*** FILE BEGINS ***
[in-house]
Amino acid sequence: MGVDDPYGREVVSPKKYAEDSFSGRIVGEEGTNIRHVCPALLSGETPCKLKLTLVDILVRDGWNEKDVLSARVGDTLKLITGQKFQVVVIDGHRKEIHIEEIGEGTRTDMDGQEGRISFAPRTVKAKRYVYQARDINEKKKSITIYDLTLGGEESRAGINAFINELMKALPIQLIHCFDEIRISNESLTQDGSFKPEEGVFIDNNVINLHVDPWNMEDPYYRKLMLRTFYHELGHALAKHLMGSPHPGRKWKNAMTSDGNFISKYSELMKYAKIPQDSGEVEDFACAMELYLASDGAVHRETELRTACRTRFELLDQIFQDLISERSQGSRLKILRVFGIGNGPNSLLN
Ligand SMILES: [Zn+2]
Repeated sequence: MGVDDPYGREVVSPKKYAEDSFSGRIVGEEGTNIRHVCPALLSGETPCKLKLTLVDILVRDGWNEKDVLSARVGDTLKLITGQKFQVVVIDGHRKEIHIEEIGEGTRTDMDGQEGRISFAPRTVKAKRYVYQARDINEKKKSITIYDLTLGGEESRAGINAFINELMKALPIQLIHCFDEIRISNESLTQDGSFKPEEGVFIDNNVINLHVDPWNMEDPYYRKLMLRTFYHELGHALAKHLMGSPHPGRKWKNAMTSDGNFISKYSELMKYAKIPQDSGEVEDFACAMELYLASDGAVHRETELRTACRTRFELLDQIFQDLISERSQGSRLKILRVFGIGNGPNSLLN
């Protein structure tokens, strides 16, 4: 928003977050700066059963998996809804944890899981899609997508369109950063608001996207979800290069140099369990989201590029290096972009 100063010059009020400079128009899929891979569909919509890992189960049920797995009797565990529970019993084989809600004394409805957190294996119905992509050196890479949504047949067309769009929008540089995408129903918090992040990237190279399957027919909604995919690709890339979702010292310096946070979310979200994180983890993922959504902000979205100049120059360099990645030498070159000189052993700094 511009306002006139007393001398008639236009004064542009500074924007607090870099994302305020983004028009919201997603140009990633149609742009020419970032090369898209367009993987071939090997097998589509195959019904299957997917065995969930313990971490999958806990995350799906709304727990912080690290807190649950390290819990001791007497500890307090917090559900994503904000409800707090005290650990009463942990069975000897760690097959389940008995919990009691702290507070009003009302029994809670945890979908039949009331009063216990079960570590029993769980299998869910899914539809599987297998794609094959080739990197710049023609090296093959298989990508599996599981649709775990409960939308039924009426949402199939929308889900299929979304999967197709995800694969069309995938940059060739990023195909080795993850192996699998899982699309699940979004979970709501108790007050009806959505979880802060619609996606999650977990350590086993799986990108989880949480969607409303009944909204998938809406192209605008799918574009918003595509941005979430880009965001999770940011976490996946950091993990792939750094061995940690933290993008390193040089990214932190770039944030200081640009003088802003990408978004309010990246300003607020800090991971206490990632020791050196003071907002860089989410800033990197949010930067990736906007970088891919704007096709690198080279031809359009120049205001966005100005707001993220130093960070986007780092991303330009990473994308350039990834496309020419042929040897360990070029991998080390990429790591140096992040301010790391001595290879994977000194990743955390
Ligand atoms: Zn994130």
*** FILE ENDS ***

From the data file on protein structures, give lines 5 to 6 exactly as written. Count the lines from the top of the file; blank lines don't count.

């Protein structure tokens, strides 16, 4: 928003977050700066059963998996809804944890899981899609997508369109950063608001996207979800290069140099369990989201590029290096972009 100063010059009020400079128009899929891979569909919509890992189960049920797995009797565990529970019993084989809600004394409805957190294996119905992509050196890479949504047949067309769009929008540089995408129903918090992040990237190279399957027919909604995919690709890339979702010292310096946070979310979200994180983890993922959504902000979205100049120059360099990645030498070159000189052993700094 511009306002006139007393001398008639236009004064542009500074924007607090870099994302305020983004028009919201997603140009990633149609742009020419970032090369898209367009993987071939090997097998589509195959019904299957997917065995969930313990971490999958806990995350799906709304727990912080690290807190649950390290819990001791007497500890307090917090559900994503904000409800707090005290650990009463942990069975000897760690097959389940008995919990009691702290507070009003009302029994809670945890979908039949009331009063216990079960570590029993769980299998869910899914539809599987297998794609094959080739990197710049023609090296093959298989990508599996599981649709775990409960939308039924009426949402199939929308889900299929979304999967197709995800694969069309995938940059060739990023195909080795993850192996699998899982699309699940979004979970709501108790007050009806959505979880802060619609996606999650977990350590086993799986990108989880949480969607409303009944909204998938809406192209605008799918574009918003595509941005979430880009965001999770940011976490996946950091993990792939750094061995940690933290993008390193040089990214932190770039944030200081640009003088802003990408978004309010990246300003607020800090991971206490990632020791050196003071907002860089989410800033990197949010930067990736906007970088891919704007096709690198080279031809359009120049205001966005100005707001993220130093960070986007780092991303330009990473994308350039990834496309020419042929040897360990070029991998080390990429790591140096992040301010790391001595290879994977000194990743955390
Ligand atoms: Zn994130």